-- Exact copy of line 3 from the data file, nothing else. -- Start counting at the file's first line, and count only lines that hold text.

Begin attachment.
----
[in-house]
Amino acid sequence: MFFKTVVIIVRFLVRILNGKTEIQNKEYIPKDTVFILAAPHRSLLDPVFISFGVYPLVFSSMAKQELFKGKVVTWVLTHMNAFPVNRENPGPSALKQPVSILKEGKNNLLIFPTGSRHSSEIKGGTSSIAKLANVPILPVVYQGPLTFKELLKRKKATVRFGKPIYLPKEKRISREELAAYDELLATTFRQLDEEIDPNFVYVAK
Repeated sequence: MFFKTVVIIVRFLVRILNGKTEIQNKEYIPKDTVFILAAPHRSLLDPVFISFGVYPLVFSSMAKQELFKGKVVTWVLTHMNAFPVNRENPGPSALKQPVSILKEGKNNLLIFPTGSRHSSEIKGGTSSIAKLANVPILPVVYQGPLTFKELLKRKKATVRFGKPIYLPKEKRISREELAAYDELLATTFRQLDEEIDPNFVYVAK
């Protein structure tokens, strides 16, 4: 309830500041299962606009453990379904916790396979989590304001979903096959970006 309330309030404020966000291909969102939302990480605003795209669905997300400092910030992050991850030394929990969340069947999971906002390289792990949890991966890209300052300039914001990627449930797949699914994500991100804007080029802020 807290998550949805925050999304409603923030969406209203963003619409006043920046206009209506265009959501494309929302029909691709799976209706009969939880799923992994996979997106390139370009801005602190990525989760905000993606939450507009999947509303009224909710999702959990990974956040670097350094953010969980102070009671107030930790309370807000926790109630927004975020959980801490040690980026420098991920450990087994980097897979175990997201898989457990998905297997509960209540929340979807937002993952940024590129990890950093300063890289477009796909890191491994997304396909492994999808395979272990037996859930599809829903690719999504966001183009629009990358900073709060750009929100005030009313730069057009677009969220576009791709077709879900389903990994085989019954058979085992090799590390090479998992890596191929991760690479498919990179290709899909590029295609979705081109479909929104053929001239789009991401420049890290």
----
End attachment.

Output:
Repeated sequence: MFFKTVVIIVRFLVRILNGKTEIQNKEYIPKDTVFILAAPHRSLLDPVFISFGVYPLVFSSMAKQELFKGKVVTWVLTHMNAFPVNRENPGPSALKQPVSILKEGKNNLLIFPTGSRHSSEIKGGTSSIAKLANVPILPVVYQGPLTFKELLKRKKATVRFGKPIYLPKEKRISREELAAYDELLATTFRQLDEEIDPNFVYVAK